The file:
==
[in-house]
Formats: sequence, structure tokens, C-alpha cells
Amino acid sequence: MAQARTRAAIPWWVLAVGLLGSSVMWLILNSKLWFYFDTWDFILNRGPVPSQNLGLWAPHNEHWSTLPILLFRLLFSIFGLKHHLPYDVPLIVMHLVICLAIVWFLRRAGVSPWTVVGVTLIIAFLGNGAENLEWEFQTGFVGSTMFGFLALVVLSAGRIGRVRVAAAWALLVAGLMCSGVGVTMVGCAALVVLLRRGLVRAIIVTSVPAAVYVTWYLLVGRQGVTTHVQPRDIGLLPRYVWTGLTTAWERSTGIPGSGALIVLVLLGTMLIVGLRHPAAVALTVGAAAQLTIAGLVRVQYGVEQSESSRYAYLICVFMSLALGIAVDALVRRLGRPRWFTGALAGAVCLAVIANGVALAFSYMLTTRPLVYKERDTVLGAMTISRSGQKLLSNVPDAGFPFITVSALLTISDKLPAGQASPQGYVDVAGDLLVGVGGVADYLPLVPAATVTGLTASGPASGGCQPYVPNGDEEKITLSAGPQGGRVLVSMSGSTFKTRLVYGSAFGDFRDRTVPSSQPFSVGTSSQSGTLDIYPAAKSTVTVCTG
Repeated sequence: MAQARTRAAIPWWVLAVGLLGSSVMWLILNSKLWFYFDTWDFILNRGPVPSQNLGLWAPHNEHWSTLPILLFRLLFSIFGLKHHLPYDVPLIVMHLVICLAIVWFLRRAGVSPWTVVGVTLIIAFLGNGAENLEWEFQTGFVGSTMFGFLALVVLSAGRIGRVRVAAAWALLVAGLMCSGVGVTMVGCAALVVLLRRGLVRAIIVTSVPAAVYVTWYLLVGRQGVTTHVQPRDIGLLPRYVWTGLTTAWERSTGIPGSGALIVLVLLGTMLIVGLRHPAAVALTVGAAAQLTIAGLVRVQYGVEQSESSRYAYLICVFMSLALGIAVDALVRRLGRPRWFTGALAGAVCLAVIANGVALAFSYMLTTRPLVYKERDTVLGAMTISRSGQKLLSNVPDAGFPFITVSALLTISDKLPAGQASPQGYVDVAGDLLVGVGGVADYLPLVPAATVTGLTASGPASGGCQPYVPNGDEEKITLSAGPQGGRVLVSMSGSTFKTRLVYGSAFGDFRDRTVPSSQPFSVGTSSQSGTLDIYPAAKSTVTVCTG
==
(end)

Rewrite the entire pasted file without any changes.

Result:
[in-house]
Formats: sequence, structure tokens, C-alpha cells
Amino acid sequence: MAQARTRAAIPWWVLAVGLLGSSVMWLILNSKLWFYFDTWDFILNRGPVPSQNLGLWAPHNEHWSTLPILLFRLLFSIFGLKHHLPYDVPLIVMHLVICLAIVWFLRRAGVSPWTVVGVTLIIAFLGNGAENLEWEFQTGFVGSTMFGFLALVVLSAGRIGRVRVAAAWALLVAGLMCSGVGVTMVGCAALVVLLRRGLVRAIIVTSVPAAVYVTWYLLVGRQGVTTHVQPRDIGLLPRYVWTGLTTAWERSTGIPGSGALIVLVLLGTMLIVGLRHPAAVALTVGAAAQLTIAGLVRVQYGVEQSESSRYAYLICVFMSLALGIAVDALVRRLGRPRWFTGALAGAVCLAVIANGVALAFSYMLTTRPLVYKERDTVLGAMTISRSGQKLLSNVPDAGFPFITVSALLTISDKLPAGQASPQGYVDVAGDLLVGVGGVADYLPLVPAATVTGLTASGPASGGCQPYVPNGDEEKITLSAGPQGGRVLVSMSGSTFKTRLVYGSAFGDFRDRTVPSSQPFSVGTSSQSGTLDIYPAAKSTVTVCTG
Repeated sequence: MAQARTRAAIPWWVLAVGLLGSSVMWLILNSKLWFYFDTWDFILNRGPVPSQNLGLWAPHNEHWSTLPILLFRLLFSIFGLKHHLPYDVPLIVMHLVICLAIVWFLRRAGVSPWTVVGVTLIIAFLGNGAENLEWEFQTGFVGSTMFGFLALVVLSAGRIGRVRVAAAWALLVAGLMCSGVGVTMVGCAALVVLLRRGLVRAIIVTSVPAAVYVTWYLLVGRQGVTTHVQPRDIGLLPRYVWTGLTTAWERSTGIPGSGALIVLVLLGTMLIVGLRHPAAVALTVGAAAQLTIAGLVRVQYGVEQSESSRYAYLICVFMSLALGIAVDALVRRLGRPRWFTGALAGAVCLAVIANGVALAFSYMLTTRPLVYKERDTVLGAMTISRSGQKLLSNVPDAGFPFITVSALLTISDKLPAGQASPQGYVDVAGDLLVGVGGVADYLPLVPAATVTGLTASGPASGGCQPYVPNGDEEKITLSAGPQGGRVLVSMSGSTFKTRLVYGSAFGDFRDRTVPSSQPFSVGTSSQSGTLDIYPAAKSTVTVCTG